This 5-day institute provides STEM education researchers with a broad introduction to methods for evaluation that can be applied directly to their R&D studies. The Institute will be held at Northwestern University each summer and will include five instructors as well as 5-6 graduate student assistants. The workshop will be attended each year by 30 STEM education researchers. In addition to attending lectures, participants will take part in group projects, individual homework assignments, and a virtual online community. This online community will continue after the workshop and will provide participants with ongoing resources for implementing these new methods into their research. Intellectual Merit STEM education R&D studies often focus on the development and iterative refinement of interventions meant to increase STEM participation and skills. Since large-scale randomized experiments are not often possible, researchers typically use correlational methods instead to explore the effects of interventions. Over the past several years, however, statisticians have developed a broad array of methods for understanding causality that do not require these large-scale randomized trials. While these causal inference methods are now common in fields like medicine and education policy, they are much less commonly found in STEM education fields. The purpose of this workshop is to introduce STEM education researchers to these methods and how they relate to three research designs they already use: (1) matching on a single variable (e.g., age, gender), (2) pre-test post-test comparisons, and (3) lab experiments. In addition to introducing these new developments, broader discussions of confounding, validity types and trade-offs, design sensitivity, effect size reporting, and questionable research practices (e.g., p-hacking) will also be included. Broader Impacts The primary goal of this workshop is to provide STEM education researchers with the framework, skills, and community they need to implement new developments in causal inference methods into their research. These methods will be immediately implementable in their current (or near future) studies and will result in stronger causal findings, providing higher-quality evidence regarding the potential of new innovations to improve STEM education broadly. Additionally, a secondary goal is to provide the graduate assistants at the workshop (students in statistics) with a strong foundation in the real-world problems facing researchers in STEM education today. By being immersed in this community, the goal is to improve their communication skills, while also providing them with opportunities to develop new methods that address problems facing the STEM education community today.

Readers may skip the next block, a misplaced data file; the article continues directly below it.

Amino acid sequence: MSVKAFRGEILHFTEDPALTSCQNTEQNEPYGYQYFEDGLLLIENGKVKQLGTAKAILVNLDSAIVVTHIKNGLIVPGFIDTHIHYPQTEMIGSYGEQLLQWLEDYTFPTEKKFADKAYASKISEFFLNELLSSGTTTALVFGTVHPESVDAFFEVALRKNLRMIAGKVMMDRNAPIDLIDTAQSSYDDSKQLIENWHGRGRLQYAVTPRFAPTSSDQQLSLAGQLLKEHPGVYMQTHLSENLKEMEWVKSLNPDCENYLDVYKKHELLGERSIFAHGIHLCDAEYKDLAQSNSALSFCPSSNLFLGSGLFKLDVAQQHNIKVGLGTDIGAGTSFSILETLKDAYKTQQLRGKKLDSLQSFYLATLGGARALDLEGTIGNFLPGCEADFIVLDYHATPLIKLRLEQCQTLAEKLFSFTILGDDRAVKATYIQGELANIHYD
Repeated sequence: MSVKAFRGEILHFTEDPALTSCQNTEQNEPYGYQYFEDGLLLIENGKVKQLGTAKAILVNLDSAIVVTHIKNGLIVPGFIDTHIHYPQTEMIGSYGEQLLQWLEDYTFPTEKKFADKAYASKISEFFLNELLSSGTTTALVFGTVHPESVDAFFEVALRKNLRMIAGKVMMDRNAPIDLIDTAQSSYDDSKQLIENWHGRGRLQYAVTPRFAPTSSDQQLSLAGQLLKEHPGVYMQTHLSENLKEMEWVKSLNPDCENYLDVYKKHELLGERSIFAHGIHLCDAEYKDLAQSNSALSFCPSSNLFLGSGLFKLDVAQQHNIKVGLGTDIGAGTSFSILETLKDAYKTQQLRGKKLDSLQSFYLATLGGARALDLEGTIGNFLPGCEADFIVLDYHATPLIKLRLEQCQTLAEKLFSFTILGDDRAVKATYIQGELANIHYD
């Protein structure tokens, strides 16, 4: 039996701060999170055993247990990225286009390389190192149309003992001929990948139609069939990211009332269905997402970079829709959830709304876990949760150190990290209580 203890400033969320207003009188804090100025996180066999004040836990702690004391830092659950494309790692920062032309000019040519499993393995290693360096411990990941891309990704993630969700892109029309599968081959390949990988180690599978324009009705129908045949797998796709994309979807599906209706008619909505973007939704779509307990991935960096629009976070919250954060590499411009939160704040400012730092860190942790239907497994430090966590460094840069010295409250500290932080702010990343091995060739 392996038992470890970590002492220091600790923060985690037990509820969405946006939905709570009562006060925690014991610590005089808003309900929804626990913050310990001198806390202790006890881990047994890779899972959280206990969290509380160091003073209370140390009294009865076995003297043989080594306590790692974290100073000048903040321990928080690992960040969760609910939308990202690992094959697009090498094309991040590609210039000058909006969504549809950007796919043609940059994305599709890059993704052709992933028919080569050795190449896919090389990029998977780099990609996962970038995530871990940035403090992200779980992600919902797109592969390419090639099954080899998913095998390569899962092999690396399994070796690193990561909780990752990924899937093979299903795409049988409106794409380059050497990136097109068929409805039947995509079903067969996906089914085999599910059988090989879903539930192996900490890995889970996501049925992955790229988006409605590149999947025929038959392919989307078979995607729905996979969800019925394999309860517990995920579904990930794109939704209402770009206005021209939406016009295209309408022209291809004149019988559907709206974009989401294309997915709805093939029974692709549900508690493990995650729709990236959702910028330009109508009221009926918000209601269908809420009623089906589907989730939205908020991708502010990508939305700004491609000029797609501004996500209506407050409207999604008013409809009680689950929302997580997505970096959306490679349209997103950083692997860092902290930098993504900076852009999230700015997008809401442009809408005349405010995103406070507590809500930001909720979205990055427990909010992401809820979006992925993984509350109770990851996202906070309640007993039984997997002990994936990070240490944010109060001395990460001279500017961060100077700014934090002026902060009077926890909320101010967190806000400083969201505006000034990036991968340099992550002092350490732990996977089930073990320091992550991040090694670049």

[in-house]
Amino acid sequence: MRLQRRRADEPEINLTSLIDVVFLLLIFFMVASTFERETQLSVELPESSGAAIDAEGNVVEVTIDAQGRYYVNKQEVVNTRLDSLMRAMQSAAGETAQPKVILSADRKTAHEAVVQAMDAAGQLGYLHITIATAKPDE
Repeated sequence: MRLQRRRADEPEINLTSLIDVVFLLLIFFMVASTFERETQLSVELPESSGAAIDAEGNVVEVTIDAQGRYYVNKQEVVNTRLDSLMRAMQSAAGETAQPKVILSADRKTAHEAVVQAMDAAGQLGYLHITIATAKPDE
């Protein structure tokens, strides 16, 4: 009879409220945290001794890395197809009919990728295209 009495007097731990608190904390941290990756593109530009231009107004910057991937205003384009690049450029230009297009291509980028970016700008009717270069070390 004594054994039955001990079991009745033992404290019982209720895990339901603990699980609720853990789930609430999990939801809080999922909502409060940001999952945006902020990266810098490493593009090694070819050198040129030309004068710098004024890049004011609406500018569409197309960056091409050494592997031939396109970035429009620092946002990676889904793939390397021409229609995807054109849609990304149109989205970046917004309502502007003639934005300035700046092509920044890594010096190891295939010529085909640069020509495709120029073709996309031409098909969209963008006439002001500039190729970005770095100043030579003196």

|Effective start/end date||9/1/19 → 8/31/23|
- National Science Foundation (DRL-1937719)
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